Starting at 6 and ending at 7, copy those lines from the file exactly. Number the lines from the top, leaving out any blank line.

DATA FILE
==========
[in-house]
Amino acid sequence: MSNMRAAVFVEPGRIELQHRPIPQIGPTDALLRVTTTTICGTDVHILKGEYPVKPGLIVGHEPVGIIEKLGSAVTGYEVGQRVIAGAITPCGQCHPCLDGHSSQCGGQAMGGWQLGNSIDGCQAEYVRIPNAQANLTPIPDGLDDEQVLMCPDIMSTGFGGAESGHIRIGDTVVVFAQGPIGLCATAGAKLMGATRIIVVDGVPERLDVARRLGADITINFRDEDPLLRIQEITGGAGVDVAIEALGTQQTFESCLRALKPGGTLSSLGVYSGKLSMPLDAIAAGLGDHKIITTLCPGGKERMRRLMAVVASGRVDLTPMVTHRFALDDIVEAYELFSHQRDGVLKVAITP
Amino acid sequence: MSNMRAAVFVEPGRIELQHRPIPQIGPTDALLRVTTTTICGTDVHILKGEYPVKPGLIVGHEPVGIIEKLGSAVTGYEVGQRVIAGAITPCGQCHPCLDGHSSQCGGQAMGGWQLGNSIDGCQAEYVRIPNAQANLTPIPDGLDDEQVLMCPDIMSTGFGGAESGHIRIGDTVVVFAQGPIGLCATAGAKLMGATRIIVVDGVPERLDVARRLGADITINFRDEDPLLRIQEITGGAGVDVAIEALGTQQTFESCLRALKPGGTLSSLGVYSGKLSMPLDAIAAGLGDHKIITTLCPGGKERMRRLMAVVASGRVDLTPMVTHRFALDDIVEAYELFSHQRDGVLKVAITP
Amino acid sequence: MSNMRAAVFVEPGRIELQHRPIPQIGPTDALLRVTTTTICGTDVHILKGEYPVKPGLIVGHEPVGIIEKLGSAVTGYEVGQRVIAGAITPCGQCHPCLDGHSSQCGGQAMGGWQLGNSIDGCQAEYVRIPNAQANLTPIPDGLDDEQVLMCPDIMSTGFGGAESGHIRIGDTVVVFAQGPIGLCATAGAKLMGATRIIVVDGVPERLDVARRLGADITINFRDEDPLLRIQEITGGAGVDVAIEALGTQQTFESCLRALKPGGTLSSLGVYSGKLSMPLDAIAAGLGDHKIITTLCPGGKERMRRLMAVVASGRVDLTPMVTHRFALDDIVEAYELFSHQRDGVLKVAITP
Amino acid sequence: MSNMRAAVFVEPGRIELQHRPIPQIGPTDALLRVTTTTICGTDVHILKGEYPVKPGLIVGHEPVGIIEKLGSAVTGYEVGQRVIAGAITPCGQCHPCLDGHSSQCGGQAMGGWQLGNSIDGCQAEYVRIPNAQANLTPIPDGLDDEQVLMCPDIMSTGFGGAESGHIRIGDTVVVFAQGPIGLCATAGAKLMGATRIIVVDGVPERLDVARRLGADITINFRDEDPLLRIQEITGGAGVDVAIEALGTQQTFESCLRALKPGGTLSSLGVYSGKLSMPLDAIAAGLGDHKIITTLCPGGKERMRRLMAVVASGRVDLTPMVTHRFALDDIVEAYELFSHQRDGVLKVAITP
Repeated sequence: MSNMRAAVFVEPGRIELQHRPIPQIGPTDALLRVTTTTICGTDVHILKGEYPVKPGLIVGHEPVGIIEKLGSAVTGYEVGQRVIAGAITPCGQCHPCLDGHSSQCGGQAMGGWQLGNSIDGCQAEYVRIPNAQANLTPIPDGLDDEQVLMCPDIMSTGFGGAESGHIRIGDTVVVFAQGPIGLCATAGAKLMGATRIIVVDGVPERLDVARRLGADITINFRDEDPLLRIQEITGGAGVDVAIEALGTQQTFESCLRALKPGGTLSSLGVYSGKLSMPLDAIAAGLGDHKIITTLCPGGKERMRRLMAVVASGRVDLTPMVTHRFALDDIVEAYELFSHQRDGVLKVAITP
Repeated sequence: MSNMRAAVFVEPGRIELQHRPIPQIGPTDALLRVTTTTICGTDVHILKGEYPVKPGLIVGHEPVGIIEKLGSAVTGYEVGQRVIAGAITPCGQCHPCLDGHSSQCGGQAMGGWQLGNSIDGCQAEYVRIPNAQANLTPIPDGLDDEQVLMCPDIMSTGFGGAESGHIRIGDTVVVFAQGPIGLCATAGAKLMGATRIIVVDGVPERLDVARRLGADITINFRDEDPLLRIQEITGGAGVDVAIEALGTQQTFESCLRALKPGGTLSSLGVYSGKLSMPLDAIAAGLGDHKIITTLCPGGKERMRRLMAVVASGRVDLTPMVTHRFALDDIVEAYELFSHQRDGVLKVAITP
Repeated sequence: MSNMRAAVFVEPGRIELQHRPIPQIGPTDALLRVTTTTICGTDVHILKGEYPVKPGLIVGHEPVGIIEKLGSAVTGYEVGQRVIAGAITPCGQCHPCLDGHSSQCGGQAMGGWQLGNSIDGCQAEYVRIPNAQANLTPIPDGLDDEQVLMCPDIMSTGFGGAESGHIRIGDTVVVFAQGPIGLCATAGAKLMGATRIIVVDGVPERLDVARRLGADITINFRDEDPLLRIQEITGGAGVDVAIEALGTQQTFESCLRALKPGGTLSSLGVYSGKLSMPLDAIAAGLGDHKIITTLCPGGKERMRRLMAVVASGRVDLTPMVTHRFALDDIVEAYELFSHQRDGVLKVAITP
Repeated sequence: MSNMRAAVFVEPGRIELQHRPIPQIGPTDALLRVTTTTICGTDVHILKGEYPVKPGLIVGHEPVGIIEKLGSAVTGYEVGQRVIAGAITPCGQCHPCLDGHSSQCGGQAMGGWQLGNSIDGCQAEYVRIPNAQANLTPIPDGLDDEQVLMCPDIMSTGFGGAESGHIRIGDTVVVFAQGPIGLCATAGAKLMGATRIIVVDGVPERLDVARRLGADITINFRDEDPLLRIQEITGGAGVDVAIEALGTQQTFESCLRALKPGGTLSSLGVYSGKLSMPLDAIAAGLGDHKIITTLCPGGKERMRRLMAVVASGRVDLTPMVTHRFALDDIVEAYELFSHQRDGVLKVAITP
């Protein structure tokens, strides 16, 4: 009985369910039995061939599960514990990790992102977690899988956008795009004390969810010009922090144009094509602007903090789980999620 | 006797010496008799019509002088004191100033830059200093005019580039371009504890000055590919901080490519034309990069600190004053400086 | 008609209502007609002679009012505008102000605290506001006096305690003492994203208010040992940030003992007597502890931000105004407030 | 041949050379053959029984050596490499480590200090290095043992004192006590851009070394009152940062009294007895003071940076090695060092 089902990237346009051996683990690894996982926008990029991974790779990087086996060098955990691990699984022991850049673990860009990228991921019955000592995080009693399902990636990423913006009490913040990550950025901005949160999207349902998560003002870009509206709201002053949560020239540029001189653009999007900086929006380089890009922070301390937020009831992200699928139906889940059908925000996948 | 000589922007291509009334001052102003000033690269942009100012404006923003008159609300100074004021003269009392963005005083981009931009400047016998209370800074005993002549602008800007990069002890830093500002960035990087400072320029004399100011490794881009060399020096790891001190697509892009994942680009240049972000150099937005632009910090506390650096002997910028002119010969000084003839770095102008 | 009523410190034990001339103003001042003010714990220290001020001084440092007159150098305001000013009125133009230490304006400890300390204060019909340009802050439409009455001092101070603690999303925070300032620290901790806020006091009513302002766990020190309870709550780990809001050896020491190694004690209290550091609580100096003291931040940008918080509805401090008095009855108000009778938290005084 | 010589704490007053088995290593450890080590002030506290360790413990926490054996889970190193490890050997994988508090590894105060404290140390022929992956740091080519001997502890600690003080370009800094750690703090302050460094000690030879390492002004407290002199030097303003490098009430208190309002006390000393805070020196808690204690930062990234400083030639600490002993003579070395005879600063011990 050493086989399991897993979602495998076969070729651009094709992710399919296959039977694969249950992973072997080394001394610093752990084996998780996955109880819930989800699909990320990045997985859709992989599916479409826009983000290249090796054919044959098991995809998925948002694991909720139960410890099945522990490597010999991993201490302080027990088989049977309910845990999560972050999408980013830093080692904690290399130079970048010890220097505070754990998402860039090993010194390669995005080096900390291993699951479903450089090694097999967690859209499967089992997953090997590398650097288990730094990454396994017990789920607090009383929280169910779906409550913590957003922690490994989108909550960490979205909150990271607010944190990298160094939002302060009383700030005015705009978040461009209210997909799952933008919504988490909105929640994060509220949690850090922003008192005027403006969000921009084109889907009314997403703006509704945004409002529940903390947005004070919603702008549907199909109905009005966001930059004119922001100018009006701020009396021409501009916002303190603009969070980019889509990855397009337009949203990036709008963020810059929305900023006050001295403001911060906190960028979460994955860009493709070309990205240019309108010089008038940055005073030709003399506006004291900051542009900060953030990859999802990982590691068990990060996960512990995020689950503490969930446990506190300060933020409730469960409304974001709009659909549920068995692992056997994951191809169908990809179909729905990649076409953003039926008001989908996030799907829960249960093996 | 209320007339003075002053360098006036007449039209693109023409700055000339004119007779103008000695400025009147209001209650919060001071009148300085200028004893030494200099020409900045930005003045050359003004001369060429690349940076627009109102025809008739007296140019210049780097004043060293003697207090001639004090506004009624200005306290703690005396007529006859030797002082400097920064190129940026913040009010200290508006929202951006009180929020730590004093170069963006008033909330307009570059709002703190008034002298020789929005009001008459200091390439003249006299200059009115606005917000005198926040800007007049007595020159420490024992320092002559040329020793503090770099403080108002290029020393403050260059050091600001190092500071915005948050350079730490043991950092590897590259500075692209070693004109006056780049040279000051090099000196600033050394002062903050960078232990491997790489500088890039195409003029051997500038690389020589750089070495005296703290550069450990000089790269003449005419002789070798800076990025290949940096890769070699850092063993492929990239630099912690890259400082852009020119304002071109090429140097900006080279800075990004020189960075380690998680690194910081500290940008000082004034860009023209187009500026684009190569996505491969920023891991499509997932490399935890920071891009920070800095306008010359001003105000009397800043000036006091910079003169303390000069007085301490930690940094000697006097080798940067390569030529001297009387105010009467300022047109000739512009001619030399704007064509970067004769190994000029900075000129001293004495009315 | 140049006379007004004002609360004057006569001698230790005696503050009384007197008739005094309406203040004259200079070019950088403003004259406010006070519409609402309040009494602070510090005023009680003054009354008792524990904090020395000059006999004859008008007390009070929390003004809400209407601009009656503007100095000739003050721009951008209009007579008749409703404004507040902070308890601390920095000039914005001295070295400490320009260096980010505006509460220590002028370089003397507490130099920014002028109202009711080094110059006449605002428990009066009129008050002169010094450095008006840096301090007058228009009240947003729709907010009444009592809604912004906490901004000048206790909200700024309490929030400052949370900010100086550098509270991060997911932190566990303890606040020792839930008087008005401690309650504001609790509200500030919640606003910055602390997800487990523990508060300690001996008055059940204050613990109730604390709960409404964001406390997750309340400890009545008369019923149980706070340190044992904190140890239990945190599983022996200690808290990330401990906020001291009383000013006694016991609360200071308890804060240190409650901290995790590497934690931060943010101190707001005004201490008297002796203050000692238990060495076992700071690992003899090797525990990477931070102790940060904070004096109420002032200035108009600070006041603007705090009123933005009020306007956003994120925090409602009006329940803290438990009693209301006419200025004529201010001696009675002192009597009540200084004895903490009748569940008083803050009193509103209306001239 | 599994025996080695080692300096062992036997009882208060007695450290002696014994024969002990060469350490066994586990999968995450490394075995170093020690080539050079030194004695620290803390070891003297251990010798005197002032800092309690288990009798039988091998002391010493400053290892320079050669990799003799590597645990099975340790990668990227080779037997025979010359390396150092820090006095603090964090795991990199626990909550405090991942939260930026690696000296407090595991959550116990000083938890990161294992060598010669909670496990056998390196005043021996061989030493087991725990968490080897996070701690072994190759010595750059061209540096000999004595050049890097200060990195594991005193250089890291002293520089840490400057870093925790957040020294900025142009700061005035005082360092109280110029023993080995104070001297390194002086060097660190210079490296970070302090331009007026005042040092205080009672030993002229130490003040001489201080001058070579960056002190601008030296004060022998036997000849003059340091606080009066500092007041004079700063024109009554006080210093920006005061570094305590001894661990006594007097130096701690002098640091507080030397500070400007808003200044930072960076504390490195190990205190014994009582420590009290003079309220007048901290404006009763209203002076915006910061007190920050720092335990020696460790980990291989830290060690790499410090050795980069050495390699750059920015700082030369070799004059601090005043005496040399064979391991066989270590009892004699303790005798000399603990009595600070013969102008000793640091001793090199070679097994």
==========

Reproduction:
Repeated sequence: MSNMRAAVFVEPGRIELQHRPIPQIGPTDALLRVTTTTICGTDVHILKGEYPVKPGLIVGHEPVGIIEKLGSAVTGYEVGQRVIAGAITPCGQCHPCLDGHSSQCGGQAMGGWQLGNSIDGCQAEYVRIPNAQANLTPIPDGLDDEQVLMCPDIMSTGFGGAESGHIRIGDTVVVFAQGPIGLCATAGAKLMGATRIIVVDGVPERLDVARRLGADITINFRDEDPLLRIQEITGGAGVDVAIEALGTQQTFESCLRALKPGGTLSSLGVYSGKLSMPLDAIAAGLGDHKIITTLCPGGKERMRRLMAVVASGRVDLTPMVTHRFALDDIVEAYELFSHQRDGVLKVAITP
Repeated sequence: MSNMRAAVFVEPGRIELQHRPIPQIGPTDALLRVTTTTICGTDVHILKGEYPVKPGLIVGHEPVGIIEKLGSAVTGYEVGQRVIAGAITPCGQCHPCLDGHSSQCGGQAMGGWQLGNSIDGCQAEYVRIPNAQANLTPIPDGLDDEQVLMCPDIMSTGFGGAESGHIRIGDTVVVFAQGPIGLCATAGAKLMGATRIIVVDGVPERLDVARRLGADITINFRDEDPLLRIQEITGGAGVDVAIEALGTQQTFESCLRALKPGGTLSSLGVYSGKLSMPLDAIAAGLGDHKIITTLCPGGKERMRRLMAVVASGRVDLTPMVTHRFALDDIVEAYELFSHQRDGVLKVAITP